There are no solid clues, and no bodies have ever been found, until our protagonist – seventeen-year-old Cassie Di Matteo – stumbles across a foot on the beach. 
Yep, a foot. 
This discovery causes a psychological break within Cassie, who has had a lot to deal with. Her mother was brutally murdered in front of her, one of her friends got stabbed in the eye at her birthday party… You could say it hasn’t been the easiest of lives. All of these events, combined with the random foot on the beach, cause Cassie to start hearing voices. 
Well, not voices. One voice. The voice of a middle-aged New Jersey woman, who Cassie is convinced must be one of the Houdini Killer’s victims.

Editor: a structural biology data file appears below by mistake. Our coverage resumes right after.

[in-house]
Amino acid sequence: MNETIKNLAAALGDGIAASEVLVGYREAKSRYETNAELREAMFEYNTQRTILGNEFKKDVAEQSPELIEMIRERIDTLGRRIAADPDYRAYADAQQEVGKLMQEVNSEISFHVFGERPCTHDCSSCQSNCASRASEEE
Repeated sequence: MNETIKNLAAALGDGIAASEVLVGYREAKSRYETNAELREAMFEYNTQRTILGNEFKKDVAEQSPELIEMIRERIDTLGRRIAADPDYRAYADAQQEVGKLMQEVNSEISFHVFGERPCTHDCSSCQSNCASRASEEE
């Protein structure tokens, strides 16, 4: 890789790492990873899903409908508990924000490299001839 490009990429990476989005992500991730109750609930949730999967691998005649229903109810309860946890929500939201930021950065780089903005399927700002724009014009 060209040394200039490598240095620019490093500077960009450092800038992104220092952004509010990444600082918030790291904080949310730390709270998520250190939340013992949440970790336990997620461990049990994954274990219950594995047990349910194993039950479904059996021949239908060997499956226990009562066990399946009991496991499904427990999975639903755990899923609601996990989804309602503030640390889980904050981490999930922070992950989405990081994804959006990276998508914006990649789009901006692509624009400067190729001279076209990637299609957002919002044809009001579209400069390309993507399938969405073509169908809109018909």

People notice the shift in Cassie very quickly, and it doesn’t take long before she’s carted off to a psychiatric hospital, diagnosed with schizophrenia and prescribed medication to take to stop the voice. It’s at this hospital that she meets Paris, who is also struggling with her mental health, and they become fast friends.
Despite the danger in the career, Paris is a stripper. She runs a successful business using Instagram, and her roommate Julie takes care of her, driving her to all of her events and waiting outside to take her straight home afterwards. Cassie worries about Paris, but she’s much more concerned about the voice in her head… Oh, and the cute boy living in the apartment building above her garage.
I’m a big fan of epistolary novels, but I normally favour them in the style of ‘The Color Purple’ and ‘How Many Letters Are In Goodbye?’: I like the format of the letters, because they give the story in short, snappy bursts, they’re date-stamped so you know exactly how much time is passing, and they’re directed towards someone.